This session is about retaining and developing possession, plus switching play. It relies on smart decision making as well as excellent movement and communication between players. This is an important practice for us because, in match situations, main-taining possession is vital. Doing so not only aids the creation of chances, but it serves to wear... MORE
Team possession and movement
This session is all about possession and movement from a team, or to be more specific, it’s about moving the ball from back to front with purpose and controlled possession.
Teams that win championships always seem to be in control of the game and keep possession of the ball for at least 60 per cent of each match. I find you can win more games if you can keep hold of the ball. However, as this session will teach your players, it’s not just a matter of keeping hold of the ball but using it right when you have it, with thoughtful movement and effective penetration from the team.
No matter what systems are played you can work with your players to develop them into a passing team. Always remember, good teams control the ball while poor teams are controlled by the ball.
I would run this session every week, possibly twice a week. It will really enhance the way the team plays.
|Up to full pitch|
|Balls, bibs, cones, 1 full size goal, 2 small goals, 4 mini goals|
|Number of Players|
|Up to 15 players + 1 goalkeeper|
Warm up: 15mins
6v6 possession: 15 minutes
7v7 possession: 20 minutes
Phase play game: 30 minutes
What do I get the players to do?
Set up an area of 25×25 yards with 8-yard gates marked out with cones on each of the four sides, as shown . Divide your players into three teams of four, starting with a 4v4 played in the central area. The third team play as floaters and are positioned with one player in each of the four gates outside the area.
The objective of the warm-up is for teams to keep hold of the ball by passing it between themselves and also using the support of the four outer players. If the pressing team manages to gain possession, they must continue to keep hold of the ball in exactly the same manner.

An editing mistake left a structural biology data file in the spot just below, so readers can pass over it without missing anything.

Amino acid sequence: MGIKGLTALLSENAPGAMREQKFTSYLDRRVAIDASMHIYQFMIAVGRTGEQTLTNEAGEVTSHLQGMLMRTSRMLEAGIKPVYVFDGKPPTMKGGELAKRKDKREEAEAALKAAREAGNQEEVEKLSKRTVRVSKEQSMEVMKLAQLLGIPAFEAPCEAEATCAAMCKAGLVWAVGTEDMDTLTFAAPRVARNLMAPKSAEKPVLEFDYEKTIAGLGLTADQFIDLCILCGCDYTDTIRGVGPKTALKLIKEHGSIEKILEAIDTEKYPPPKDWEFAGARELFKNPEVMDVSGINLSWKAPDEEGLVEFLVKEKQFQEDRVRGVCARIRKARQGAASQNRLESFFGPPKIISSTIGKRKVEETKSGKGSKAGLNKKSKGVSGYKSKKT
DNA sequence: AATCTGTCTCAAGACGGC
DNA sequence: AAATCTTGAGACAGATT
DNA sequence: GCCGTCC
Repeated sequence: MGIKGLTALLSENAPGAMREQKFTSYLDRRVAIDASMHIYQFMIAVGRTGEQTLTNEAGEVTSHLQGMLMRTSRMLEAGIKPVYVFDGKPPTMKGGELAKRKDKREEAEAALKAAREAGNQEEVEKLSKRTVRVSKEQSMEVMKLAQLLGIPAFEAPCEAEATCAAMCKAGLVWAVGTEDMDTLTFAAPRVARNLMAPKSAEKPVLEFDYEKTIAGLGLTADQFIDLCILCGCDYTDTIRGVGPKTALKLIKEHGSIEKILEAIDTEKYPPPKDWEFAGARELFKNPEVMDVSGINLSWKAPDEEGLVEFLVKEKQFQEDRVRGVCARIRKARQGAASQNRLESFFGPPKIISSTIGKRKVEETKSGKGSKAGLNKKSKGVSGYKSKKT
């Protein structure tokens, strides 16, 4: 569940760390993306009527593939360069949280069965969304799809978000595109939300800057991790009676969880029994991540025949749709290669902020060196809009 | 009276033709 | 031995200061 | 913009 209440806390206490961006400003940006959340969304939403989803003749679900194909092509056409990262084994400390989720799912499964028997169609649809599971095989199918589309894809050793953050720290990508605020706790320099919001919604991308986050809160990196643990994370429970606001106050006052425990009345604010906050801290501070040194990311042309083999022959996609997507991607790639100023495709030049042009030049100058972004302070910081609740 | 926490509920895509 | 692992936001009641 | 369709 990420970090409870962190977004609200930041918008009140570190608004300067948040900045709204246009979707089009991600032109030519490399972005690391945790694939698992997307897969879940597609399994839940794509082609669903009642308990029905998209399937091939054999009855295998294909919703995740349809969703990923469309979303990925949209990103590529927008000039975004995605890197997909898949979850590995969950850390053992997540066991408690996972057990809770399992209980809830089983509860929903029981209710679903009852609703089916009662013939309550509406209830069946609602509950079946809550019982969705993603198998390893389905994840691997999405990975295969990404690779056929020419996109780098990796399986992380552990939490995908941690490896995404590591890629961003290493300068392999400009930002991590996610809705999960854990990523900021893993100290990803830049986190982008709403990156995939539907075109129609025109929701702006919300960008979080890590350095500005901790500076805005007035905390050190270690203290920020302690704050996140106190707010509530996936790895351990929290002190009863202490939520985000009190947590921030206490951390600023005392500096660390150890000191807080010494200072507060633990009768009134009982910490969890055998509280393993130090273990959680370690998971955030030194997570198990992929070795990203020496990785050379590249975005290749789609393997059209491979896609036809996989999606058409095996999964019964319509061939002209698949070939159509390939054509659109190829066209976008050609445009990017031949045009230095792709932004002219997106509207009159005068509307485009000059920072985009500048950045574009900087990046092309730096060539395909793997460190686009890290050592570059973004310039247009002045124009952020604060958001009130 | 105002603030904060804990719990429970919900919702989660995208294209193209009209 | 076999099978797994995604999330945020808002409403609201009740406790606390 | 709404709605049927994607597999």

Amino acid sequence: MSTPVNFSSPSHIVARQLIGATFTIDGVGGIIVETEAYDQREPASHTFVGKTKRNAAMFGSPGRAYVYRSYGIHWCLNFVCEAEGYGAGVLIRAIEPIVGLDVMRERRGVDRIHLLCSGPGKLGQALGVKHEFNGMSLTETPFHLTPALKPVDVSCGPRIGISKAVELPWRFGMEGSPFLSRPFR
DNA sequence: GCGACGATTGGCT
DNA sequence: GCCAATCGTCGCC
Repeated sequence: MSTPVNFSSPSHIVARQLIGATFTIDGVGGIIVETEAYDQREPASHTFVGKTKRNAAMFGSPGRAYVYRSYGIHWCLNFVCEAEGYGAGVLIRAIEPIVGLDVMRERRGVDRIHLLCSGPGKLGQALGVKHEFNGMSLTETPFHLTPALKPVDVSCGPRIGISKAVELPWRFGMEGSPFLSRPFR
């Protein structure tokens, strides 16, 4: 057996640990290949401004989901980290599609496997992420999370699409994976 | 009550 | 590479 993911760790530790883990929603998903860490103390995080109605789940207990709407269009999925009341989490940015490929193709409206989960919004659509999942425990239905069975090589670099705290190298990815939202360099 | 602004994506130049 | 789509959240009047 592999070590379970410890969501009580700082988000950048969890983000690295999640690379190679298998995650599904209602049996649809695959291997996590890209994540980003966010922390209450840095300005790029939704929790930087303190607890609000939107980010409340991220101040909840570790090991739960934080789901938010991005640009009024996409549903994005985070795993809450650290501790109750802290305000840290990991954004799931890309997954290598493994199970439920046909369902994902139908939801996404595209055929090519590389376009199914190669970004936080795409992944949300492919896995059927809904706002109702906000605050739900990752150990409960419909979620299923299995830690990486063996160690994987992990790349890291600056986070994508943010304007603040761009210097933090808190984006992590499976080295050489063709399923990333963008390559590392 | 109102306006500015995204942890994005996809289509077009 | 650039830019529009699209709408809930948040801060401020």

While teams aim to keep possession of the ball, you should look for players to be moving off the ball to create space for team mates. By using this warm-up we can then see the difference in mental ability and tell which players understand how important it is to keep possession.
Play each game for 90 seconds with one minute of recovery, rotating the teams for each game.
This is a game of short and long passes in order to control possession and movement. Set up an area of 40×40 yards with a target goal in each corner and play 6v6 in the centre, as shown . To score, the team in possession has to run the ball under control into any of the corner goals. The team starting with the ball is able to attack any corner initially, but you can progress the session so that after scoring in a corner that team can next only attack the remaining corners. Play each game for five minutes with two minutes of recovery.
How do I progress the session?
Set up an area of 50×40 yards with a 3-yard zone at either end and with balls lined up around the outside of he area, as shown .
Play a 7v7 game in the centre, starting with a player from one team (here, the reds) fetching a ball from behind the end zone. The aim for that team is to attack the other end and run the ball under control into the end zone to score, while their opponents have to prevent them doing so by defending that end. Effective forward play by the attacking team is vital. If the blue defenders win possession then they must quickly attack the end zone that the red team are defending.
To progress this game, you may add a floater to play for the team in possession, or even create an overload at the start by giving one team a numerical advantage by playing 8v7. Play five-minute games with two minutes for recovery.
How would you put this into a game situation?
Phase play game
Play this 8v7 game on three-quarters of the length of a normal pitch, with a full size goal and a keeper at one end and two small goals placed at angles at the other end, as shown . The team of eight (the reds) are attacking the full size goal and the team of seven (the blues) are defending it with the aid of the keeper.
Position a server between the two angled goals and he starts play by passing to one of the red team’s defenders. The reds play two-touch and must build up play through the phases of the pitch with good passing and by keeping possession. Their opponents have unlimited touches and must press to overturn possession. If they do, they should try to score in one of the small angled goals.
What are the key things to look out for?
Make sure your players understand their own responsibilities as individuals and their responsibilities to the team as a back four unit, a midfield unit or as strikers. It’s much easier to keep possession of the ball if players understand they should move as a team and realise the importance of keeping the ball.
Emphasise the need for a good first touch under pressure, an understanding of support play and movement, the ability to play quickly in tight areas, and that players should be aware of what is around them.
What are the typical mistakes that players might make?
Overconfidence is a typical mistake, with individual players trying to take an extra touch or deciding to do their own thing at the expense of team possession. It’s also common to see players lose possession with sloppy control in tight areas.